BBC Homepage World Service Education
BBC Homepagelow graphics version | feedback | help
BBC News Online
 You are in: Business
Front Page 
UK Politics 
Market Data 
Your Money 
Business Basics 
Talking Point 
In Depth 

Sunday, 20 May, 2001, 15:04 GMT 16:04 UK
Enron warns India
Electricity cables
The state government says the power price is too high
US energy giant Enron has taken a major step towards abandoning its controversial power project in India.

The $3.5bn gas-fired power plant is thought to be the largest foreign investment project in India.

Dabhol Power Company, Enron's 65% owned subsidiary, has issued a preliminary notice to terminate its contract to sell power to India's Maharashtra state.

If the contract is indeed terminated, India will be forced to pay substantial damages to Enron and other foreign lenders.

It will also serve as a deterrent to other foreign investors wanting to avoid such political tangles.

Slow pace of reforms

"After months of working with the Maharashtra State Electricity Board and the government to find solutions, it is apparent that they are unwilling to honour their offtake commitments for the entire power station," said a spokesman from Dabhol.

The moves comes after months of wrangling between Dabhol and state authorities over payment defaults by the state utility.

But the state authorities were quick to criticise the warning as "improper".

Enron was amongst the eight power projects - often referred to as "fast track" projects - cleared by the Indian government in the first flush of economic reforms in the early 1990s.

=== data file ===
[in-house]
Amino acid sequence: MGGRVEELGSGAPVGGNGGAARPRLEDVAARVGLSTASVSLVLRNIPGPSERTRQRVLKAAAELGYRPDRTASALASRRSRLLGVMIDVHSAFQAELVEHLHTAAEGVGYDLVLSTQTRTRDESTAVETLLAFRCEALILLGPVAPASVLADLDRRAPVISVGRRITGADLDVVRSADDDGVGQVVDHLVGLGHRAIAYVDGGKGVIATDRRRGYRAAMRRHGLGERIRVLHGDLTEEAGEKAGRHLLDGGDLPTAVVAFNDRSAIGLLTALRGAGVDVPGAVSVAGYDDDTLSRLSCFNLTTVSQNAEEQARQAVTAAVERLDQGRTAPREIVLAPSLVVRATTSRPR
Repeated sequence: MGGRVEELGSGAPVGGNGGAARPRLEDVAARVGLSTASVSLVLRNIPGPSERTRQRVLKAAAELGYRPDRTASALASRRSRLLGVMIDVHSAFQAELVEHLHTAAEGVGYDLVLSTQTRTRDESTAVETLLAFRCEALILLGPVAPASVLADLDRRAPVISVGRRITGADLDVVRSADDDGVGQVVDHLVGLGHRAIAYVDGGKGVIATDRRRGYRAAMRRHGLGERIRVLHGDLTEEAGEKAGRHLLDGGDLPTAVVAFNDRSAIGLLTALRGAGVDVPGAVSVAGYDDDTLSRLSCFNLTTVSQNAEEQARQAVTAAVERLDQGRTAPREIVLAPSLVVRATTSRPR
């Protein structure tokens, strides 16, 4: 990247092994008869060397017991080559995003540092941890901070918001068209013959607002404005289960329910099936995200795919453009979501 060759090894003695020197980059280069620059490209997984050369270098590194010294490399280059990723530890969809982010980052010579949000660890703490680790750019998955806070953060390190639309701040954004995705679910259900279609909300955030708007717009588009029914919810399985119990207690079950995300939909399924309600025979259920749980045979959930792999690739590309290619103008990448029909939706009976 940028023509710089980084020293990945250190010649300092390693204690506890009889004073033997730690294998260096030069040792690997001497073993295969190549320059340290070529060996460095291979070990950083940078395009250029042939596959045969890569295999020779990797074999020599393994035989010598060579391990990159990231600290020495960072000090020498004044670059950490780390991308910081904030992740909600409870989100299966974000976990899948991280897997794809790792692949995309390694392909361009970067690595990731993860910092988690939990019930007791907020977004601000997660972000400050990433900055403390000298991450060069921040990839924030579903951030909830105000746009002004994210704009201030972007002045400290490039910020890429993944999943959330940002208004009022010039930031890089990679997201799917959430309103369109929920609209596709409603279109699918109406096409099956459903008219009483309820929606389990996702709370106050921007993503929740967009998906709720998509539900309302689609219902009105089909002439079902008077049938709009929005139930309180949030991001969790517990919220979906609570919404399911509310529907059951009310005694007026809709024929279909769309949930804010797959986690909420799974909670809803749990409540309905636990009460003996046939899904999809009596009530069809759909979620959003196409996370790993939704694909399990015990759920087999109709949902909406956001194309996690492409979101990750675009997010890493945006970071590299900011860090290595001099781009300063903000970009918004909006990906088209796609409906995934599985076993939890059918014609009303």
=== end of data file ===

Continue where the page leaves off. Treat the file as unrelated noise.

Four of those projects are already a non-starter with Cogentrix of US, China Light and Power, a French company and Daewoo of South Korea pulling out because of what they see as the slow pace of reforms.

Final chance

Following the warning, there is a six month cooling period during which the parties will try and resolve the dispute.

Dabhol indicated that it is still open to "constructive discussion on solutions" in the statement, but warned that a lasting and feasible solution was only possible if the parties contractually bound to purchase the power were willing to either buy it themselves or find other creditworthy buyers.

If no resolution is found, then the contract will be terminated.

Search BBC News Online

Advanced search options
Launch console
See also:

10 Dec 99 | South Asia
US firm quits power project
15 Sep 99 | South Asia
India boasts fast track economy
22 Oct 99 | South Asia
Analysis: Upping the pace of reform
06 Feb 01 | South Asia
Enron cashes in India power bill
12 Jan 01 | South Asia
Protest against India power project
08 Jan 01 | South Asia
Showdown looming over Enron project
Internet links:

The BBC is not responsible for the content of external internet sites

Links to more Business stories are at the foot of the page.

E-mail this story to a friend

Links to more Business stories